the business, powers, authorities, duties and functions formerly vested in or exercised by the Attorney-General for Ireland, the Solicitor-General for Ireland, the Attorney-General for Southern Ireland, the Solicitor-General for Southern Ireland, the Law Adviser to the Lord Lieutenant of Ireland and any or all of them respectively, and the administration and control of the business, powers, authorities, duties and functions of the branches and officers of the public services specified in the Ninth Part of the Schedule to this Act and also the administration and business generally of public services in connection with the representation of the Government of Saorstát Eireann and of the public in all legal proceedings for the enforcement of law, the punishment of offenders and the assertion or protection of public rights and all powers, duties and functions connected with the same respectively, together with the duty of advising the Executive Council and the several Ministers in matters of law and of legal opinion.
It also transferred the following bodies to the office of the Attorney-General:
- Chief Crown Solicitor for Ireland.
- Chief State Solicitor's Department and all local State Solicitors.
- Treasury Solicitor for Ireland.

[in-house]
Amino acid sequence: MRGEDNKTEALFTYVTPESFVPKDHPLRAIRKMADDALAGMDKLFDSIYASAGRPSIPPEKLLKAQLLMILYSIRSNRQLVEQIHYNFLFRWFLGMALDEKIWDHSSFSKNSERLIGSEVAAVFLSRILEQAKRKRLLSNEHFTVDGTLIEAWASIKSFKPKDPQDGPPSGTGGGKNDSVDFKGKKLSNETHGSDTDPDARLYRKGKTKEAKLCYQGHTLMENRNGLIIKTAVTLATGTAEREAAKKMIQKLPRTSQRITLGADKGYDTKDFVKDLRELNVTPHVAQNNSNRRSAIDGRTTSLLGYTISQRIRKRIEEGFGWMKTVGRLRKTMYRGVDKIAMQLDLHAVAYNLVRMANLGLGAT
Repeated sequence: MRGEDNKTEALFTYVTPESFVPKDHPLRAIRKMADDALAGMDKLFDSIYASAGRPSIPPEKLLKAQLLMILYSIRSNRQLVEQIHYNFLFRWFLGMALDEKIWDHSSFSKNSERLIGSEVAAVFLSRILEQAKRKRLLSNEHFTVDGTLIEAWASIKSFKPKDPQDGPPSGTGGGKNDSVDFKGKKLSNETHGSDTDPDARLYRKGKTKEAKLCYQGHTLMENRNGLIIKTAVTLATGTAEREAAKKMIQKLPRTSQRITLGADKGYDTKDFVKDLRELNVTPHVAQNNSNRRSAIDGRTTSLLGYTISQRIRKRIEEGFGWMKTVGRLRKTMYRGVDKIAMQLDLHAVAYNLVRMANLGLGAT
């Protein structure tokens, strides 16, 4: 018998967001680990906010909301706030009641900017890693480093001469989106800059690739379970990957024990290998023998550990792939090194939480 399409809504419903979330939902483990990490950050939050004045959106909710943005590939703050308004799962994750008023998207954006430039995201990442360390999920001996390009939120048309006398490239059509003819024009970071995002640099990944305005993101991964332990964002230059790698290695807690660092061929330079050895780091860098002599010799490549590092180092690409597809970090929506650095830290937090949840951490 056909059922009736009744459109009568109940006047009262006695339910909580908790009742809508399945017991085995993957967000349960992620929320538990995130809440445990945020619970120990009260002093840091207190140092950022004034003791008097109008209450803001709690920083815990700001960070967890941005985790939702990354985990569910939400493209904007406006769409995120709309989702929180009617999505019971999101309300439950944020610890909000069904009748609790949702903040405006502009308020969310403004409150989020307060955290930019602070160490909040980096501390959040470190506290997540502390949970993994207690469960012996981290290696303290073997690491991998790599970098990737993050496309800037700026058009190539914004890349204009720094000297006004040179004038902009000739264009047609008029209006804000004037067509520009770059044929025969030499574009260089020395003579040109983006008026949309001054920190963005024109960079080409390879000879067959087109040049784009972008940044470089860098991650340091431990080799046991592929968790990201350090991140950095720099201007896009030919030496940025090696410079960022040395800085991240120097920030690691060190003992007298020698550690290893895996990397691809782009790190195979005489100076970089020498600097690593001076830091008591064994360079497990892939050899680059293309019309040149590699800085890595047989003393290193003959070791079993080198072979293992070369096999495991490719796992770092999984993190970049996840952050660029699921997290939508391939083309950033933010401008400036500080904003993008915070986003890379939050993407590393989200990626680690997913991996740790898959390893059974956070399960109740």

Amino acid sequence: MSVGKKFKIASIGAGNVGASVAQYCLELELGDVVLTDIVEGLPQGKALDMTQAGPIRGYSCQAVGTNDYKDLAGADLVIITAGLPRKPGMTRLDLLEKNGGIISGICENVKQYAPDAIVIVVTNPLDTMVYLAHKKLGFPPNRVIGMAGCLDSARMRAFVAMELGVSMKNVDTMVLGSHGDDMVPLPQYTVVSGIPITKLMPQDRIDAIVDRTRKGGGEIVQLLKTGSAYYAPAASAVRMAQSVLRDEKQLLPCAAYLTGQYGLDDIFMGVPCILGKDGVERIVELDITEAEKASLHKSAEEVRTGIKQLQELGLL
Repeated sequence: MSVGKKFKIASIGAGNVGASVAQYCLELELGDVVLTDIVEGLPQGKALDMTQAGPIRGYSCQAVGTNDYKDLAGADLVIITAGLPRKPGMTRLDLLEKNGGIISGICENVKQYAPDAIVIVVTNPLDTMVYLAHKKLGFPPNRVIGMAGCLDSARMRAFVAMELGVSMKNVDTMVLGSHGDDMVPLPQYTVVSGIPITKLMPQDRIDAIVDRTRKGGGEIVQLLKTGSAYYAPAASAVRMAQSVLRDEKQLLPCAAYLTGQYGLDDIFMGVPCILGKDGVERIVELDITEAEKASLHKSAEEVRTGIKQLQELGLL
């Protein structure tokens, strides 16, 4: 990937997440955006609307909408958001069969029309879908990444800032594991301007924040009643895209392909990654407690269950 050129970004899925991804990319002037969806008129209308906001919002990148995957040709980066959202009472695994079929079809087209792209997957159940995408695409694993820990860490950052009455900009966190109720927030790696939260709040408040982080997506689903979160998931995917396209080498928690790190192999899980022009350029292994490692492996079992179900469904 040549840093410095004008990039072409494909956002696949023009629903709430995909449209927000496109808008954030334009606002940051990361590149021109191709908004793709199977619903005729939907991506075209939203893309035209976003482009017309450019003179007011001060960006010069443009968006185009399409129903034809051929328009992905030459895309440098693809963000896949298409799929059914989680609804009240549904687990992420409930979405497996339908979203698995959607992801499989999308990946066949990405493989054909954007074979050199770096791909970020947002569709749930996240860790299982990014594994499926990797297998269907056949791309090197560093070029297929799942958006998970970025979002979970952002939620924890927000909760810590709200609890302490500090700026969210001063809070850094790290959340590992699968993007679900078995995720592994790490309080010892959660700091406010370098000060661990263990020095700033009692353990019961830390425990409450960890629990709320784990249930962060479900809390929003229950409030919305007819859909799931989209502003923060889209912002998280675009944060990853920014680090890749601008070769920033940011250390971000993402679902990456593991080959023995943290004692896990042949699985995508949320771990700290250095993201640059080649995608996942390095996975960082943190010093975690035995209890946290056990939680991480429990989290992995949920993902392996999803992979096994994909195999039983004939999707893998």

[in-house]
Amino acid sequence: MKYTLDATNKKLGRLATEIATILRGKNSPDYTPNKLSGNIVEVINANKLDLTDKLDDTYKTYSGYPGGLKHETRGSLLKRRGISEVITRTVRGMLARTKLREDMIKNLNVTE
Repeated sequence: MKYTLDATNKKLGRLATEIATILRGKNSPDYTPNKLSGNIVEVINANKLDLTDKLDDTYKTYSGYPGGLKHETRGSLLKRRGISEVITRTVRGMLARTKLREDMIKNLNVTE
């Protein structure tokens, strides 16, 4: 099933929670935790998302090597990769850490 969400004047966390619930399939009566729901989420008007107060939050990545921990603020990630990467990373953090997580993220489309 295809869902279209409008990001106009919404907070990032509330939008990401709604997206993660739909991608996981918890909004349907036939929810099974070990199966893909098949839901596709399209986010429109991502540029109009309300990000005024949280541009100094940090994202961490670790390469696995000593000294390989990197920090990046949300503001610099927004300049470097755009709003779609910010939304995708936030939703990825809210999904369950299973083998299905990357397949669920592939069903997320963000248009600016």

- Parliamentary Draftsman.
- Estates of illegitimate deceased persons.
Article 30 of the Constitution of Ireland approved on 1 July 1937 established the position of Attorney General of Ireland, providing it with a constitutional basis for the first time.[a] Article 59 provided that the Attorney General of Saorstát Éireann before the coming into operation of the Constitution would become the Attorney General on the coming into operation of the Constitution without the need for an appointment, which occurred on 29 December 1937.
Until 1974, the Attorney General was responsible for the prosecution of criminal offences. In 1974, the position of Director of Public Prosecutions was established. Local state solicitors were transferred to the Director of Public Prosecutions in 2007.
Two less well known but significant roles played by all Irish Attorneys General to date are as the "leader of the Irish Bar" and as a Bencher of the King's Inns. The acceptance by Attorneys General of these non-statutory and often secretive roles upon taking office throughout the years has been questioned and criticised as inappropriate for a Constitutional office-holder. In 1990, the Irish Government's Fair Trade Commission stated that "[w]e have recommended that the Bar Council should be the primary disciplinary body for barristers, and it does not include any members of the judiciary. The Attorney General is, however, a member of the Bar Council, and the Commission believes that it is preferable that he should not be involved when the Bar Council is exercising its disciplinary function. The Attorney General is also a member of the Council of King's Inns, and the Commission believes it to preferable that he should not participate in any disciplinary activity pursued by that body either. Indeed, in general, we find the membership of these bodies by the Attorney General to be somewhat anomalous."